13 Jul 16. RN frigates to lose shipborne UAS capability. Key Points:
• ScanEagle UAS operations from RN Type 23 frigates will end in November 2017
• Funding has not been provided by Joint Forces Command for a follow-on FDUAS system
A lack of funding for a nascent Flexible Deployable Unmanned Air System (FDUAS) means the UK Royal Navy (RN) will be left without maritime unmanned air system (UAS) provision from late 2017, IHS Jane’s has learned. Sources have confirmed to IHS Jane’s that shipborne UAS operations with the Boeing-Insitu ScanEagle will end in November 2017 when the Urgent Operational Requirement (UOR) contract with Boeing expires. With FDUAS failing to gain support in Annual Budget Cycle 16 (ABC16), the RN will lose the ability to deploy organic unmanned aviation on frigates deployed east of Suez. The removal of ScanEagle from service also appears to be at odds with the RN’s stated desire to increase the use of unmanned and autonomous systems – a desire exemplified by the high profile attached to the forthcoming ‘Unmanned Warrior 16’ (UW16) experiment, taking place within the next UK-led NATO ‘Joint Warrior’ exercise in October this year. UW16 is intended to demonstrate and trial the tactical employment of unmanned and autonomous systems in the littoral and wider maritime environments. The UOR for a maritime UAS to provide persistent intelligence, surveillance, and reconnaissance (ISR) and overwatch was originally raised in 2012. In June 2013 Boeing Defence UK was contracted to deliver a contractor-owned/contractor-operated service to meet the UOR: its original contract, running to March 2015, was subsequently the subject of a single-source extension into 2017. Since 2014, ScanEagle flights have operated from the Type 23 frigates HMSSomerset , HMS Northumberland , HMS Kent , HMS Richmond , and HMS St Albans , with HMS Portland now deploying. As well as using the UAS in primary ISR and overwatch roles, the RN has also conducted tactical development to explore the utility of ScanEagle for other tasks such as covert surveillance, anti-submarine warfare, naval gunfire support spotting, and support to Harpoon missile surface engagements. (Source: IHS Jane’s)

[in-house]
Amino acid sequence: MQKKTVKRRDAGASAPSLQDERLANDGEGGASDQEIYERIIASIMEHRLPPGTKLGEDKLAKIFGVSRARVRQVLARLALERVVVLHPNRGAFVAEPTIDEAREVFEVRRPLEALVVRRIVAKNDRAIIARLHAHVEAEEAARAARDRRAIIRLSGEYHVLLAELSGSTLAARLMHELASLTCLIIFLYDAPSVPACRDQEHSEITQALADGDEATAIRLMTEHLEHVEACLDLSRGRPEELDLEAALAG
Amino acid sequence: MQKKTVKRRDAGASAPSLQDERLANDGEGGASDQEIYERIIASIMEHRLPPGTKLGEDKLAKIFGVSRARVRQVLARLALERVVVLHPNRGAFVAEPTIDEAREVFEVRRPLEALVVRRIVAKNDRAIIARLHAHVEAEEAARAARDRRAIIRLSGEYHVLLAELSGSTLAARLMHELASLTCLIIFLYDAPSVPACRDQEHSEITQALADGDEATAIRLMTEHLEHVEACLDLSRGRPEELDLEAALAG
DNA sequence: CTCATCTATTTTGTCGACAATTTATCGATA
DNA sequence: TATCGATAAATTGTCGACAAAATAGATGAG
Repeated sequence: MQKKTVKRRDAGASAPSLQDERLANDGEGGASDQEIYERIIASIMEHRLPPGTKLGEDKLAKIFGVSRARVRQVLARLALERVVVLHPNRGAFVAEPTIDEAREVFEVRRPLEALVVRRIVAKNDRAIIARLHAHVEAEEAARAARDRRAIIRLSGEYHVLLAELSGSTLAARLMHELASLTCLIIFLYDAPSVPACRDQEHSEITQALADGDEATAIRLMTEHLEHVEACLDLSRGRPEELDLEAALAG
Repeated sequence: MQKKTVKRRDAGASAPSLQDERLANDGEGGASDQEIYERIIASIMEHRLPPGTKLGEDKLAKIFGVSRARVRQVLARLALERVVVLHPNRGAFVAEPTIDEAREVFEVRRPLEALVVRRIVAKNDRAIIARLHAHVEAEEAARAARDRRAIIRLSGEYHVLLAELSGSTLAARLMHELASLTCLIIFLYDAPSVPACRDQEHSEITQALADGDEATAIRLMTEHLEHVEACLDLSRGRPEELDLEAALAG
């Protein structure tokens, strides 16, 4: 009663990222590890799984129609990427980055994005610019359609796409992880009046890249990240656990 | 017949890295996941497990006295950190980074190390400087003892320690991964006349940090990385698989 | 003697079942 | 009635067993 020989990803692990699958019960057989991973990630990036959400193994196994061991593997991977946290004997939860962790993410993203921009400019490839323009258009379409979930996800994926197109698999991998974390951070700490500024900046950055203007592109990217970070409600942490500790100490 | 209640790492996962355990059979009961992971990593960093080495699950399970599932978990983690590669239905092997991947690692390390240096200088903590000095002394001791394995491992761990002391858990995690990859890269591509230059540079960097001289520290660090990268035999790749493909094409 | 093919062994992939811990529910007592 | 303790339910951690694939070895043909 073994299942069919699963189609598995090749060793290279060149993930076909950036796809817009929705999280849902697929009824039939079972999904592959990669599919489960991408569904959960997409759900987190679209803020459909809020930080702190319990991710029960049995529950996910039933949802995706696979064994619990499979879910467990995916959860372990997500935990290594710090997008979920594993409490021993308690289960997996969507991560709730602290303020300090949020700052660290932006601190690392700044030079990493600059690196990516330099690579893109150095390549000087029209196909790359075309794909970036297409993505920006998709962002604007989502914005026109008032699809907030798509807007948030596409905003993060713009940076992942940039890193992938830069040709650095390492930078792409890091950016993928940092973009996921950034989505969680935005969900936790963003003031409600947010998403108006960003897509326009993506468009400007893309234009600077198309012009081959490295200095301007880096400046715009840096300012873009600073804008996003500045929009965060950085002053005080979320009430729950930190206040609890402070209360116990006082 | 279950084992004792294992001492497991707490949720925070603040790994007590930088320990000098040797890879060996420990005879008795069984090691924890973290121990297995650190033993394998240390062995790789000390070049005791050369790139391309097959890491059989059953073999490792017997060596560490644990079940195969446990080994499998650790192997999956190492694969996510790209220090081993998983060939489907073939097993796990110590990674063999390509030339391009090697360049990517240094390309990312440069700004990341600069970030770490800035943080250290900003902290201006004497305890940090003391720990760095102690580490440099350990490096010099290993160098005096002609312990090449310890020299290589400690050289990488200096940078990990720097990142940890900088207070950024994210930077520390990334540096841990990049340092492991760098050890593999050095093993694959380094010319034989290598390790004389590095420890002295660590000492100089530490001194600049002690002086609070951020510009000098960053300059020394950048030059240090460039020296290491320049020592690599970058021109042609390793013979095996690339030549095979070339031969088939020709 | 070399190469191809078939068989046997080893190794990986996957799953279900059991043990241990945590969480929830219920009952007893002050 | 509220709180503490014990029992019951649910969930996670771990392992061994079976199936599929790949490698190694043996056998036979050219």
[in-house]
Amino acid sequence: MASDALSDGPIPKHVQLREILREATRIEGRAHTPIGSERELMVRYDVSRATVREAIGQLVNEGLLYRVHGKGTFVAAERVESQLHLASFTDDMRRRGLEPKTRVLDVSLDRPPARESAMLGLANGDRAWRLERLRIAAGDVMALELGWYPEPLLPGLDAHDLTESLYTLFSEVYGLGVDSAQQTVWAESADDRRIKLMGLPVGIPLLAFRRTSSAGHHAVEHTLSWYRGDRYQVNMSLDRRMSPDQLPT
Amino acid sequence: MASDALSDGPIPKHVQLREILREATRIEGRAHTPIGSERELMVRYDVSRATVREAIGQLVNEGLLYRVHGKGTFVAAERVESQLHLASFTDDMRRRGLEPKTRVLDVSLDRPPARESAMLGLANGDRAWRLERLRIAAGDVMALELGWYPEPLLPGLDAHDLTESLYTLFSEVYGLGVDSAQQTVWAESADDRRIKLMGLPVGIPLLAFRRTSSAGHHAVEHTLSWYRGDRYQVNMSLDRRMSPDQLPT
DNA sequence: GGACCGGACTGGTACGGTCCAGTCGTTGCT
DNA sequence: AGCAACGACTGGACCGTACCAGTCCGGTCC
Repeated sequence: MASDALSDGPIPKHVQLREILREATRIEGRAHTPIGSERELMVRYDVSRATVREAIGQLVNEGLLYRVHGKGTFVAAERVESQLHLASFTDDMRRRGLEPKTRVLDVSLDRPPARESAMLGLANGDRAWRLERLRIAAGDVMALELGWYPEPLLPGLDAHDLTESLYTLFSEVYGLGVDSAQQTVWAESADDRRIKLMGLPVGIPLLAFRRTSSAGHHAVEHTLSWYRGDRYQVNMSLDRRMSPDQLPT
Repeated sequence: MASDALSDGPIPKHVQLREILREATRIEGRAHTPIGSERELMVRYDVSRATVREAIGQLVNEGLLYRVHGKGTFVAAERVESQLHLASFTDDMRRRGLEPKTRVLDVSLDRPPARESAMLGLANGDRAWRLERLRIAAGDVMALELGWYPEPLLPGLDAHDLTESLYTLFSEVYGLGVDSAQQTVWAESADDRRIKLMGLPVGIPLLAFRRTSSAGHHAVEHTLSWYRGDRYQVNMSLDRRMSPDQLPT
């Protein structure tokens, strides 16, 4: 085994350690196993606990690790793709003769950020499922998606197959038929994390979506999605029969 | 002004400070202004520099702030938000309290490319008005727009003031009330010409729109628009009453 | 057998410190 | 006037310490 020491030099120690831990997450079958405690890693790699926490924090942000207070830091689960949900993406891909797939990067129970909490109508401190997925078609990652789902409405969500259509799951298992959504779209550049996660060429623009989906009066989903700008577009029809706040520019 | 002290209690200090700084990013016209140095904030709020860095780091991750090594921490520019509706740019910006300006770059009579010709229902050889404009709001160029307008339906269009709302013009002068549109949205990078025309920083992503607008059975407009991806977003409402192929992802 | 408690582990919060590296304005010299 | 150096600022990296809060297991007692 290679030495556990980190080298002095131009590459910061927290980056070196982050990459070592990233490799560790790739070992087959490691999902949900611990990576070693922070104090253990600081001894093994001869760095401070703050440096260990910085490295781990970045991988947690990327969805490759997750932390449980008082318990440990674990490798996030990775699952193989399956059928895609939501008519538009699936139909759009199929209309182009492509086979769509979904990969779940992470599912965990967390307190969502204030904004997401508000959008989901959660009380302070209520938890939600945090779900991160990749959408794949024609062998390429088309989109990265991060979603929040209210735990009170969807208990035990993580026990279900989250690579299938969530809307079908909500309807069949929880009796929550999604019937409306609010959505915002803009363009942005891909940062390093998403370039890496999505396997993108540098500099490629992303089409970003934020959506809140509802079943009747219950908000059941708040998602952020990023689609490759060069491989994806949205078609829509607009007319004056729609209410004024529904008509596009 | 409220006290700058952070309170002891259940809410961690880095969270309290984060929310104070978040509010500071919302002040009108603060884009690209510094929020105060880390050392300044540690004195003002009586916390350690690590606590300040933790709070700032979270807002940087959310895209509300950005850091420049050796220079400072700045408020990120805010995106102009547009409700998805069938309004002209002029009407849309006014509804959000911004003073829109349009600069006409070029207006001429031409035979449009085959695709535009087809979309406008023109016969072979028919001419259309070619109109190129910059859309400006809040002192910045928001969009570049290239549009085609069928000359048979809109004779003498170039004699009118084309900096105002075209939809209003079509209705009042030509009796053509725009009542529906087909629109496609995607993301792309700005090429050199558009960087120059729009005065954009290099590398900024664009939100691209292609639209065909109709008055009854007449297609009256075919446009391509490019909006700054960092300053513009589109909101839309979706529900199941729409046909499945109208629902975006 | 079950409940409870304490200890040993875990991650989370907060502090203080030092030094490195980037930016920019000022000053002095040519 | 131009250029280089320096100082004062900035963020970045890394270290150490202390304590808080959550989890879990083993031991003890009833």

13 Jul 16. Farnborough 2016: Armed AVIC Harrier Hawk breaks cover. An armed variant of AVIC’s Harrier Hawk unmanned aerial vehicle (UAV) has been displayed by the company at the Farnborough International Airshow 2016. The aircraft features a tricycle undercarriage and is powered by a turboprop engine and three-bladed propeller. AVIC representatives were unable to reveal much about the aircraft, however, they did disclose that the system first flew in 2015, and has an endurance of 16 hours. The ground control station is housed in two truck containers.
At present, the UAV is operating in an unarmed version in China for use by military and commercial operators, with the platform featuring an electro-optical (EO) turret at the rear of the aircraft. The armed version of the UAV has four underwing hardpoints and a centreline fuselage hardpoint. The EO turret is a modular feature, with foreign systems potentially being integrated into the platform by operators.
According to the AVIC website, the unarmed version has a maximum take-off weight of 700 kg and can carry a payload of up to 100 kg. (Source: IHS Jane’s)
13 Jul 16. Apache ‘Version 6’ Update with Next-Gen Manned-Unmanned Teaming. The U.S. Army is developing a Version 6 update of the Boeing AH-64E Apache that by 2018 will enhance its fire-control radar, expand its ability to communicate with unmanned aircraft and soldiers on the ground, and increase onboard processing speeds. The work was underway as the service sought approval for its first multi-year procurement of the fearsome attack helicopter.
The “heavily software dependent” Version 6 capabilities will be implemented on the latest-model Apache by April 2018 at a cost of $298.5m, according to a “Justification and Approval” document signed in April 201